But right along with those ads our mother’s generation was given the message over and over again, “Cooking is Drudgery”. Sure, buy the time-saving appliances but don’t stop there! Buy our processed foods too and that will cut your cooking time to an absolute bare minimum, down to just reheating or stirring whenever possible. And women bought the processed food products in droves! By the 70’s and 80’s those modern appliances remained untouched in many kitchens for years! All except the microwave oven of course ;-). But, let’s turn the tables, shall we? Let’s keep the modern kitchen appliances and do without the modern processed food. We will still experience much of the time-savings that came to homemakers in the 50’s and 60’s while skipping the negative effects of the icky food products introduced at that time.

We can have the real food meals Granny made, but without being tethered to the kitchen in the same way she was by having good tools.

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Having the Right Tool for the Job

So do you have to have modern tools to make real food? Absolutely not! Women have been preparing real food without it forever obviously. But a few basics can really help make the difference between success and discouragement in the transition to real food. First among these is, I think, a freezer of some reasonable size. Having even a small chest freezer makes it possible to make food in batches. It makes it possible to buy food ahead at the best possible prices. It keeps you from doing so much hunting for decent food giving you time to cook it instead. Next, after that a good mixer, food processor and/or blender. And if you want to bake, an electric grinder. Don’t let the lack of tools stop you from getting started, but don’t wait longer than you have to to aquire these basic appliances. If cost is an issue, buy them used. My freezer is a craigslist find, though my mixer/food processor/blender was not.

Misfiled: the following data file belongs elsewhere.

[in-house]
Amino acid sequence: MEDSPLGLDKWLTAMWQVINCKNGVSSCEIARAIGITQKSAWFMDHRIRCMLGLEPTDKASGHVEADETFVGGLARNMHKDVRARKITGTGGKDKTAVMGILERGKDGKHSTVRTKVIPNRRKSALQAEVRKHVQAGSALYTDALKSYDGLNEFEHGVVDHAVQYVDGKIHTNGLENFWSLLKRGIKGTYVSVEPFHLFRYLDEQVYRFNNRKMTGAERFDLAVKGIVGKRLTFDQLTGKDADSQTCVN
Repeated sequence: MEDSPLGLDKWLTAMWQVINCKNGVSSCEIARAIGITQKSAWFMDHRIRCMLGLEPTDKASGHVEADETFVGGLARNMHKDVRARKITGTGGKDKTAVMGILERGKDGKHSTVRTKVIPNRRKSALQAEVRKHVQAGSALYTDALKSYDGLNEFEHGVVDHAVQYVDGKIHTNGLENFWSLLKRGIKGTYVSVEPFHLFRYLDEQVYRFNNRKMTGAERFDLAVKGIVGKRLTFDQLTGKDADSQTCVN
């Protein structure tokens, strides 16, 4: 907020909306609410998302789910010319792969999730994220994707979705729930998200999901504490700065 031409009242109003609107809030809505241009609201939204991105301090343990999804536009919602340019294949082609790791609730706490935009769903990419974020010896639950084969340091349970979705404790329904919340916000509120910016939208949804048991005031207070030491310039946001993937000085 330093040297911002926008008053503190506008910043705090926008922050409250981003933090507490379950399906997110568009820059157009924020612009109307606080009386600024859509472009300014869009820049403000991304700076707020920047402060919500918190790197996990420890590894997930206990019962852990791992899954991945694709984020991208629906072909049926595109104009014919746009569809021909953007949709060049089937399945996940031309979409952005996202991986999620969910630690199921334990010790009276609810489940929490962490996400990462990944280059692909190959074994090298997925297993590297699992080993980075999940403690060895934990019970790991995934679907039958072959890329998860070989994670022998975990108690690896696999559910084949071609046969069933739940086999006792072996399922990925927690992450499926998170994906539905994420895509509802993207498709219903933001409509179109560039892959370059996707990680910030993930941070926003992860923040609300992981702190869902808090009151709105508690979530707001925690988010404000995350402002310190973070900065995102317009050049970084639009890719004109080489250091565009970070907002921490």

A couple of [easyazon_link keywords=”le creuset” locale=”US” tag=”grannysvitalvittles-20″]good cookware[/easyazon_link] can make life easier too.

Enjoy the Benefits of the Kitchen Revolution!

We’ve taken these little miracles so for granted since they were first introduced to us way back when. We were encouraged to do so by Madison Avenue, with thousands of images and taglines all pointing in the same direction. They said “Get out of the kitchen as fast as you can using our product!” While much of that time-savings came at the high price of our health, for the most part modern tools were not involved in that loss of nutrition. Microwaves are a major exception to that, but that’s a subject for another post. For now avoid microwave ovens whenever you can.

Other than that, enjoy the kitchen revolution our mothers and grandmothers were so ecstatic over! Use those modern kitchen appliances and come to appreciate what a miracle they are in the grand sweep of human history!

10 thoughts on “Modern Equipment Makes Scratch Cooking a Cinch!

  1. I am very grateful to have all my kitchen gadgets and tools. Although I have to admit lately I feel completely overwhelmed by them all. Almost to the point where I find the more kitchen gadgetry that I own, the less I use. Its almost paralyzing. I do have the space for it all as well. So its definitely a mental thing for me.

    I am currently reading a book called An Everlasting Meal, and the author talks about cooking simply and with grace. I am using her approach to re-approach my kitchen. I made a very simple boiled chicken the other night. I would have never dreamed of eating a very basic boiled chicken in the past, but I have to admit it was nice to simplify!

    As for me I plan to spend more time being thankful for the greatest invention of all times…the very basic- cooking pot, and the rest is just icing on the cake!